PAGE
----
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Digitally Signed HTTP(S) Requests

Audience Manager requires the HTTP(S) server-to-server requests to be digitally signed for validity. This document describes how you can sign HTTP(S) requests with private keys.


Using a private key provided by you and shared with Audience Manager, we can digitally sign the HTTP(S) requests that are sent between IRIS and your HTTP(S) server. This ensures:
  • Authenticity : only the sender that has the private key (IRIS) can send valid HTTP(S) messages to the partner.
  • Message integrity : with this approach, even on HTTP , you are protected from a man in the middle attack where the messages get distorted.
IRIS has built-in support to rotate the keys with zero downtime, as shown in the Rotating the private key section below.

Information you need to provide

For an HTTP(S) real-time server-to-server destination, contact your Audience Manager consultant and specify:
  • The key used to sign the request.
  • The name of the HTTP(S) header that will hold the generated signature (X-Signature in the example header below).
  • Optional: the type of hash used for the signature (md5, sha1, sha256).
* Connected to ( port 80 (#0)
> POST /webpage HTTP/1.1
> Host:
> Accept: */*
> Content-Type: application/json
> Content-Length: 20
> X-Signature: +wFdR/afZNoVqtGl8/e1KJ4ykPU=
POST message content

How it works

  1. IRIS creates the HTTP(S) message to be sent to the partner.
  2. IRIS creates a signature based on the HTTP(S) message and the private key communicated by the partner.
  3. IRIS sends the HTTP(S) request to the partner. This message contains the signature and the actual message, as seen in the example above.
  4. The partner server receives the HTTP(S) request. It reads the message body and the signature received from IRIS.
  5. Based on the message body received and the private key, the partner server recalculates the signature. See the How to calculate the signature section just below on how to achieve this.
  6. Compare the signature created on the partner server (receiver) with the one received from IRIS (sender).
  7. If the signatures match, then the authenticity and message integrity have been validated. Only the sender, who has the private key, can send a valid signature (authenticity). Moreover, a man in the middle can't modify the message and generate a new valid signature, since they don't have the private key (message integrity).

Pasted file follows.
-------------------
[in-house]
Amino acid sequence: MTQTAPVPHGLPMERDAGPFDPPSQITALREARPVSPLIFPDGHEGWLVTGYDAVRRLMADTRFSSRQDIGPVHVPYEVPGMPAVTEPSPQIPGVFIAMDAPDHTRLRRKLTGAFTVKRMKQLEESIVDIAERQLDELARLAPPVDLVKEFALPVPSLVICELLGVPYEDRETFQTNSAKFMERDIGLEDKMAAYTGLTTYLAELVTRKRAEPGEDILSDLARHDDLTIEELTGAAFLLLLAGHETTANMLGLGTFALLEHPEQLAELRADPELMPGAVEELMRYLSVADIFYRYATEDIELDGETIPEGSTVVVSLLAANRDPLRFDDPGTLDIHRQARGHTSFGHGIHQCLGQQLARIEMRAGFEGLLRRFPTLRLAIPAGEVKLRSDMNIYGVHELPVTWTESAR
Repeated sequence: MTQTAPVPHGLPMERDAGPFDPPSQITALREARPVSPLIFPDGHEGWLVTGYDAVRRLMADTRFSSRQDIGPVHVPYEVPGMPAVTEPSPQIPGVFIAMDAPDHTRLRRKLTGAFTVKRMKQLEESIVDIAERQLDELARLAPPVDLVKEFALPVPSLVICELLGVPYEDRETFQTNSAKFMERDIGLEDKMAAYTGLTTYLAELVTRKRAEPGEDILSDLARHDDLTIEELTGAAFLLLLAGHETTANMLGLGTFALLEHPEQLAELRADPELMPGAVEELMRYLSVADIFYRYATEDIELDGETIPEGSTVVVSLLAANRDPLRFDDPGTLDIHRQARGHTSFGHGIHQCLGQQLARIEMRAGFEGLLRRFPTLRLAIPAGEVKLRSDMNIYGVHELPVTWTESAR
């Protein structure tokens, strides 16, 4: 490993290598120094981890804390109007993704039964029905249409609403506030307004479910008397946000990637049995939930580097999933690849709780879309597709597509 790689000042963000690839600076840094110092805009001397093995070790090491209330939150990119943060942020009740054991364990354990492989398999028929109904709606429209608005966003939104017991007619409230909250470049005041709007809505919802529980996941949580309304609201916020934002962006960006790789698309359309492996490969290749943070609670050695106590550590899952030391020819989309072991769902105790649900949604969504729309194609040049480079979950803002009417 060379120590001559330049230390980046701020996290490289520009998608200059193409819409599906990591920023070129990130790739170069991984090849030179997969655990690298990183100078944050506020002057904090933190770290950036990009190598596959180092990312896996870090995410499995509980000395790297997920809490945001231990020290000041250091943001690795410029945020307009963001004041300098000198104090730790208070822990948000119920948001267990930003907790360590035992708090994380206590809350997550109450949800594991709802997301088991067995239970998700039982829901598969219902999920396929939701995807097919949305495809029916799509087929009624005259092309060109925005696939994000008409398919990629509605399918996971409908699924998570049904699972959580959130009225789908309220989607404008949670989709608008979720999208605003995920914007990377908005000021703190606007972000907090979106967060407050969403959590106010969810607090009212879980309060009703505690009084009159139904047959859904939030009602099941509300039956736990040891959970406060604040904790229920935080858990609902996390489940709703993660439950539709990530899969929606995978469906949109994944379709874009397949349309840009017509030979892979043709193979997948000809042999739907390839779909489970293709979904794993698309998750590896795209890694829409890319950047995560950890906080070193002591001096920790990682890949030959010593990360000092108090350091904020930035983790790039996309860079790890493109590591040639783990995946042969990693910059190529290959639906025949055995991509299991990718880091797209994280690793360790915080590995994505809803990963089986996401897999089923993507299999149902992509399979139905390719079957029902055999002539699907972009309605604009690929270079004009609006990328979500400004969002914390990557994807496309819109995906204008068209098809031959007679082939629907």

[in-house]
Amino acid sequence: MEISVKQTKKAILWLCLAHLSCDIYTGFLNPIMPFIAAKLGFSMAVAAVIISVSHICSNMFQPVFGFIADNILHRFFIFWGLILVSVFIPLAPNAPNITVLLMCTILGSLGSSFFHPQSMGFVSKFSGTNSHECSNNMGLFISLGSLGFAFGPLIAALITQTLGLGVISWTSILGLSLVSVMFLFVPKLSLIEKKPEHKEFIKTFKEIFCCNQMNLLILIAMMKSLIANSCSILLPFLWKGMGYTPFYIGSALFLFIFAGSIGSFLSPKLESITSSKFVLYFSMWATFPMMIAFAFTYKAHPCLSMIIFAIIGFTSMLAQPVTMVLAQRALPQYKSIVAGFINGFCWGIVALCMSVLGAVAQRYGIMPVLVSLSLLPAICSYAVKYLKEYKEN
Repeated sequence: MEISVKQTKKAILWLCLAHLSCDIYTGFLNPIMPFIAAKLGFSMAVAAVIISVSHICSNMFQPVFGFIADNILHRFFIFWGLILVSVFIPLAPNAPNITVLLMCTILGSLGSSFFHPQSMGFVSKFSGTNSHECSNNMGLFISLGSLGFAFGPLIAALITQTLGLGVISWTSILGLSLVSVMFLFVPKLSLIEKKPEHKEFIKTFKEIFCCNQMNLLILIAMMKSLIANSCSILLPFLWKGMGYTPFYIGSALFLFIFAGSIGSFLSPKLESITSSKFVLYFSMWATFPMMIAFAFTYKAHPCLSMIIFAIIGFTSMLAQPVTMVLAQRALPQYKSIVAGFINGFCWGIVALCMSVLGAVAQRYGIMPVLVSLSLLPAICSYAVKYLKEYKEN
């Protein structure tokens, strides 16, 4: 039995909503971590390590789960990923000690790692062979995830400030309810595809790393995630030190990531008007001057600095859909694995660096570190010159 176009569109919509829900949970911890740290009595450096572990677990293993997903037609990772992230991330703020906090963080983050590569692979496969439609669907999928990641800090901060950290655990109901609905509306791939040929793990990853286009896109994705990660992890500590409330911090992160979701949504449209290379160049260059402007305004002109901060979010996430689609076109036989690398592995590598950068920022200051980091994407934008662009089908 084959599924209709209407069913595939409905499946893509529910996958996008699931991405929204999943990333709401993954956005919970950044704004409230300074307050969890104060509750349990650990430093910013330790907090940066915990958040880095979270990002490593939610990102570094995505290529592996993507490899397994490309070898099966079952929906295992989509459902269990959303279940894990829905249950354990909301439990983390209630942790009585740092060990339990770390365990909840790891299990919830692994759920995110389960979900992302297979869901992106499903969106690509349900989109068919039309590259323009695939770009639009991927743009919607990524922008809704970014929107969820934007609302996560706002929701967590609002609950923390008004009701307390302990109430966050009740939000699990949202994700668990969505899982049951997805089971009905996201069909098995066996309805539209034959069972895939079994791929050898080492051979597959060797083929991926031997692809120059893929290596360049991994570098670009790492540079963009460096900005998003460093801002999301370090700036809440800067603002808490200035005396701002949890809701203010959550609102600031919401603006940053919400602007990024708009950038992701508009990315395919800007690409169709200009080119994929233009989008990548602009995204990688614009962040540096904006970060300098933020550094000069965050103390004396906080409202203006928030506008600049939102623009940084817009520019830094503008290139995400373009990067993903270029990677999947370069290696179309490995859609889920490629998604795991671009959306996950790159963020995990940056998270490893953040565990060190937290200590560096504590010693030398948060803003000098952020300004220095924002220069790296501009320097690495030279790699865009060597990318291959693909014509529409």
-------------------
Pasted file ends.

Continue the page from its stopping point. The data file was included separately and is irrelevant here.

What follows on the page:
How to calculate the signature

HMAC (Hash-based message authentication code) is the method used by IRIS for message signing. Implementations and libraries are available basically in every programming language. HMAC has no known extension attacks. See an example in Java below:
// Message to be signed.
// For GET type HTTP(S) destinations, the message used for signing will be the REQUEST_PATH + QUERY_STRING
// For POST type HTTP(S) destinations, the message used for signing will be the REQUEST_BODY.
// String getData = "/from-aam-s2s?sids=1,2,3";
String postData = "POST message content";
// Algorithm used. Currently supported: HmacSHA1, HmacSHA256, HmacMD5.
String algorithm = "HmacSHA1";
// Private key shared between the partner and Adobe Audience Manager.
String key = "sample_partner_private_key";
// Perform signing.
SecretKeySpec signingKey = new SecretKeySpec(key.getBytes(), algorithm);
Mac mac = Mac.getInstance(algorithm);
byte[] result = mac.doFinal(postData.getBytes());
String signature = Base64.encodeBase64String(result).trim(); 
// signature = +wFdR/afZNoVqtGl8/e1KJ4ykPU=

The RFC for the HMAC hash implementation is . A test site: (note that you have to convert the hex encoding to base64).

Rotating the private key

To rotate the private key, partners must communicate the new private key to their Adobe Audience Manager consultant. The old key is removed from Audience Manager and IRIS only sends the new signature header. The keys have been rotated.

Data used for signing

For GET type destinations, the message used for signing will be the REQUEST_PATH + QUERY STRING (e.g. /from-aam-s2s?sids=1,2,3 ). IRIS does not take into account the hostname or HTTP(S) headers - these can be modified / misconfigured along the path or reported incorrectly.
For POST type destinations, the message used for signing is the REQUEST BODY . Again, headers or other request parameters are ignored.